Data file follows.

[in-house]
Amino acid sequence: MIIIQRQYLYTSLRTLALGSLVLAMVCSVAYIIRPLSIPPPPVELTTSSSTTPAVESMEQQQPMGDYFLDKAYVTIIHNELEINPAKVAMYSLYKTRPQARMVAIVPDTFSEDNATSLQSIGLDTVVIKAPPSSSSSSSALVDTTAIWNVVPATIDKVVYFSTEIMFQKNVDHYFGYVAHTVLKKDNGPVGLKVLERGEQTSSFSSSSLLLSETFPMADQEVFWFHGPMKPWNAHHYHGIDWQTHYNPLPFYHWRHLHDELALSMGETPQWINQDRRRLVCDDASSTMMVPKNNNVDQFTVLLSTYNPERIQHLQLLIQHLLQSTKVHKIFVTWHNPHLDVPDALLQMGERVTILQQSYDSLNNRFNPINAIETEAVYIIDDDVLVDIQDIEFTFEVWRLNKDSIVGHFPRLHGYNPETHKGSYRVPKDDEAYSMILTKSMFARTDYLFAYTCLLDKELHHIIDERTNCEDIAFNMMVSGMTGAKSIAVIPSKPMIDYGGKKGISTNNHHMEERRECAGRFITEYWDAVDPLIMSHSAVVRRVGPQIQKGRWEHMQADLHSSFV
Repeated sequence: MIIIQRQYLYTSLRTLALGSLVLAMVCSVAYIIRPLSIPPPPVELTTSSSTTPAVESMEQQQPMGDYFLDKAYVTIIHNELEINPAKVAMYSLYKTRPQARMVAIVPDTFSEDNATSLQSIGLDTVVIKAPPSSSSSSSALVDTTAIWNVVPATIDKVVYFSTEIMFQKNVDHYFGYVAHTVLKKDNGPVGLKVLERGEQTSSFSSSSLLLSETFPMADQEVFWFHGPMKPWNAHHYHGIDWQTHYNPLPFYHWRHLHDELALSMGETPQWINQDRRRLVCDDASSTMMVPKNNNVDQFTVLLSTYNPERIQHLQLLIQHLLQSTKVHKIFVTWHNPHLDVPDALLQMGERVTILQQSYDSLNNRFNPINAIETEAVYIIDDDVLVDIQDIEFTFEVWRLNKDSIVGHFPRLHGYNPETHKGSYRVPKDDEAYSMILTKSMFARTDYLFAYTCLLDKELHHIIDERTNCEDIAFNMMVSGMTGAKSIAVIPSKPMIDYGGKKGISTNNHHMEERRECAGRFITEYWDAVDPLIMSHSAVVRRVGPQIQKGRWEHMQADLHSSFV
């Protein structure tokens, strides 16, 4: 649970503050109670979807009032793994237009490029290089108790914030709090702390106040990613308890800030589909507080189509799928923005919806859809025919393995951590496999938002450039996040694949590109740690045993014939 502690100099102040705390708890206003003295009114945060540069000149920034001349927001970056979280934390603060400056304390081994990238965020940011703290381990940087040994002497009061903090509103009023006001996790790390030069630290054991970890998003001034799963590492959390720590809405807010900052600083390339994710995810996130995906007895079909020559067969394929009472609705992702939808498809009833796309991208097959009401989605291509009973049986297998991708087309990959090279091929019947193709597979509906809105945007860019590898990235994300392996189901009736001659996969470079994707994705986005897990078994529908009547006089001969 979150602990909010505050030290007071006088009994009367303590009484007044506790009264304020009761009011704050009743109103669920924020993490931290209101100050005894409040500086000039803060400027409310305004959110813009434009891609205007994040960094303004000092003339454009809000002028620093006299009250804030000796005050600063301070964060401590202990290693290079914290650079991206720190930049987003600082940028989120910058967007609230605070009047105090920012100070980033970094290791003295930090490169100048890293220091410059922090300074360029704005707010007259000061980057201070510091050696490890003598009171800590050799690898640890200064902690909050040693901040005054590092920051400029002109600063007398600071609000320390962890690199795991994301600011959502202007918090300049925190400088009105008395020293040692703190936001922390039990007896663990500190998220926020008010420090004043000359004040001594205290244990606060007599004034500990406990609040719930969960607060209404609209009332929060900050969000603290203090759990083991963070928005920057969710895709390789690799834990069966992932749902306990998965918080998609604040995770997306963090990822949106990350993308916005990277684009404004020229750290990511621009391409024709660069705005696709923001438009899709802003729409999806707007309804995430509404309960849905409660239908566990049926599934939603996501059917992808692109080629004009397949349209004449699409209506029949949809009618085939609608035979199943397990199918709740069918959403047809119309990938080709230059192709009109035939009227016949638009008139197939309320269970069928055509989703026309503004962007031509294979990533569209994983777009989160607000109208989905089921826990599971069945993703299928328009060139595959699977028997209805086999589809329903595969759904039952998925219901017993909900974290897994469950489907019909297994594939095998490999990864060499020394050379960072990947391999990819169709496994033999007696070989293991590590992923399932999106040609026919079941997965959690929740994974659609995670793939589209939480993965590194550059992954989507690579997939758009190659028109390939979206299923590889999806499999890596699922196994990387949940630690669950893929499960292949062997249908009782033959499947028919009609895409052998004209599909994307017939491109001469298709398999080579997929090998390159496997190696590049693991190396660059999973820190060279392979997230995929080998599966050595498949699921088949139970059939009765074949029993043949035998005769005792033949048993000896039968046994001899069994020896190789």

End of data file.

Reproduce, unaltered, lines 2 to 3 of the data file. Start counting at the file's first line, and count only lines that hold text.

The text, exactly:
Amino acid sequence: MIIIQRQYLYTSLRTLALGSLVLAMVCSVAYIIRPLSIPPPPVELTTSSSTTPAVESMEQQQPMGDYFLDKAYVTIIHNELEINPAKVAMYSLYKTRPQARMVAIVPDTFSEDNATSLQSIGLDTVVIKAPPSSSSSSSALVDTTAIWNVVPATIDKVVYFSTEIMFQKNVDHYFGYVAHTVLKKDNGPVGLKVLERGEQTSSFSSSSLLLSETFPMADQEVFWFHGPMKPWNAHHYHGIDWQTHYNPLPFYHWRHLHDELALSMGETPQWINQDRRRLVCDDASSTMMVPKNNNVDQFTVLLSTYNPERIQHLQLLIQHLLQSTKVHKIFVTWHNPHLDVPDALLQMGERVTILQQSYDSLNNRFNPINAIETEAVYIIDDDVLVDIQDIEFTFEVWRLNKDSIVGHFPRLHGYNPETHKGSYRVPKDDEAYSMILTKSMFARTDYLFAYTCLLDKELHHIIDERTNCEDIAFNMMVSGMTGAKSIAVIPSKPMIDYGGKKGISTNNHHMEERRECAGRFITEYWDAVDPLIMSHSAVVRRVGPQIQKGRWEHMQADLHSSFV
Repeated sequence: MIIIQRQYLYTSLRTLALGSLVLAMVCSVAYIIRPLSIPPPPVELTTSSSTTPAVESMEQQQPMGDYFLDKAYVTIIHNELEINPAKVAMYSLYKTRPQARMVAIVPDTFSEDNATSLQSIGLDTVVIKAPPSSSSSSSALVDTTAIWNVVPATIDKVVYFSTEIMFQKNVDHYFGYVAHTVLKKDNGPVGLKVLERGEQTSSFSSSSLLLSETFPMADQEVFWFHGPMKPWNAHHYHGIDWQTHYNPLPFYHWRHLHDELALSMGETPQWINQDRRRLVCDDASSTMMVPKNNNVDQFTVLLSTYNPERIQHLQLLIQHLLQSTKVHKIFVTWHNPHLDVPDALLQMGERVTILQQSYDSLNNRFNPINAIETEAVYIIDDDVLVDIQDIEFTFEVWRLNKDSIVGHFPRLHGYNPETHKGSYRVPKDDEAYSMILTKSMFARTDYLFAYTCLLDKELHHIIDERTNCEDIAFNMMVSGMTGAKSIAVIPSKPMIDYGGKKGISTNNHHMEERRECAGRFITEYWDAVDPLIMSHSAVVRRVGPQIQKGRWEHMQADLHSSFV